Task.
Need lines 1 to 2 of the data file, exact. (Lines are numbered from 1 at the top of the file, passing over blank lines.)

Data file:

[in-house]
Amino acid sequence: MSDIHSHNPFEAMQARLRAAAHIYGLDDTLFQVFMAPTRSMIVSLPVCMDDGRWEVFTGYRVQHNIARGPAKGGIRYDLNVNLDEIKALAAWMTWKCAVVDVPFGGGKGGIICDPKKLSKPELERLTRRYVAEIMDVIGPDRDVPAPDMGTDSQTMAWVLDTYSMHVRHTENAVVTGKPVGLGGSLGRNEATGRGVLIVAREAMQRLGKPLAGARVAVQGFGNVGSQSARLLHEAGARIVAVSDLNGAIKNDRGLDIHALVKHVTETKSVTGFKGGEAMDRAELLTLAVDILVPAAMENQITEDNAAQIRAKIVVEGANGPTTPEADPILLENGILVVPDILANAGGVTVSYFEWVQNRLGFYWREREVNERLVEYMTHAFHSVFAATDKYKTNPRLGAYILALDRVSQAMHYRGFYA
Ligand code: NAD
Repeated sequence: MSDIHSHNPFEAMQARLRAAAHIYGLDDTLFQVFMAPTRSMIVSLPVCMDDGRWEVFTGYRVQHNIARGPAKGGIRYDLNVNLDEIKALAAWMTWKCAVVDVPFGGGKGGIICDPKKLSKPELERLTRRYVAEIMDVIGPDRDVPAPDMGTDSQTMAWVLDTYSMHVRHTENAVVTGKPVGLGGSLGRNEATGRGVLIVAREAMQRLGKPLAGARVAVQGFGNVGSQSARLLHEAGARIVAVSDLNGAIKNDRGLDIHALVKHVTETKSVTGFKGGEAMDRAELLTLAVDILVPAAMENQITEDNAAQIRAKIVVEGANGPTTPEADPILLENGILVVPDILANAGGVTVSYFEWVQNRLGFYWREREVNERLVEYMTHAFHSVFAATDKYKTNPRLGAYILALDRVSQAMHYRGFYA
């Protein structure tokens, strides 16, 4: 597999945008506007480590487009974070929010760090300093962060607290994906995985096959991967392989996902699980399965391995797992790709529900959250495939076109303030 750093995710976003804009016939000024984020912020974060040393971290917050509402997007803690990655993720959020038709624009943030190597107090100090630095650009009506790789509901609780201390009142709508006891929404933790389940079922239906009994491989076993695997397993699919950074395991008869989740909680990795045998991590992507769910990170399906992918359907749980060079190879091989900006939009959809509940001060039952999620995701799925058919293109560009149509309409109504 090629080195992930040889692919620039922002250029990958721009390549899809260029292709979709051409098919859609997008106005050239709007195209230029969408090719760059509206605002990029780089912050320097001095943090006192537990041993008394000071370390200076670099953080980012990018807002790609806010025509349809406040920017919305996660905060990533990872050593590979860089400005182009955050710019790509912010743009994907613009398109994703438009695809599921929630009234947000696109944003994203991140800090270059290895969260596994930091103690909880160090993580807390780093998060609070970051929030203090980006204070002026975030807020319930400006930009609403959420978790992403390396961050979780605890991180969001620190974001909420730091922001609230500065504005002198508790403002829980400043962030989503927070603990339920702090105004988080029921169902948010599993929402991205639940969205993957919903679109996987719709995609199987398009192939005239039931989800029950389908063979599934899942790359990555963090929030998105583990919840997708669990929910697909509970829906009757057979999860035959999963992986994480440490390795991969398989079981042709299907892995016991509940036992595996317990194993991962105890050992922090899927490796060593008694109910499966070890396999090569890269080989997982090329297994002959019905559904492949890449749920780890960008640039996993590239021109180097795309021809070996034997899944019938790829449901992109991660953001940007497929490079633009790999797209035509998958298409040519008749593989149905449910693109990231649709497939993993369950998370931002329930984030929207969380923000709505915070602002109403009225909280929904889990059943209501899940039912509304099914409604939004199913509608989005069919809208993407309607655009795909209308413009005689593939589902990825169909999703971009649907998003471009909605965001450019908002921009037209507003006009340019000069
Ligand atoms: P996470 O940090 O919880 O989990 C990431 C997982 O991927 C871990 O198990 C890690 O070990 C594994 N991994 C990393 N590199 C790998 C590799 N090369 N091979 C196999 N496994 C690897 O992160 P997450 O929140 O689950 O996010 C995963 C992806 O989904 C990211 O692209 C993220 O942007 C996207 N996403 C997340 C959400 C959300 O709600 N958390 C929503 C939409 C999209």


[in-house]
Amino acid sequence: MSDIHSHNPFEAMQARLRAAAHIYGLDDTLFQVFMAPTRSMIVSLPVCMDDGRWEVFTGYRVQHNIARGPAKGGIRYDLNVNLDEIKALAAWMTWKCAVVDVPFGGGKGGIICDPKKLSKPELERLTRRYVAEIMDVIGPDRDVPAPDMGTDSQTMAWVLDTYSMHVRHTENAVVTGKPVGLGGSLGRNEATGRGVLIVAREAMQRLGKPLAGARVAVQGFGNVGSQSARLLHEAGARIVAVSDLNGAIKNDRGLDIHALVKHVTETKSVTGFKGGEAMDRAELLTLAVDILVPAAMENQITEDNAAQIRAKIVVEGANGPTTPEADPILLENGILVVPDILANAGGVTVSYFEWVQNRLGFYWREREVNERLVEYMTHAFHSVFAATDKYKTNPRLGAYILALDRVSQAMHYRGFYA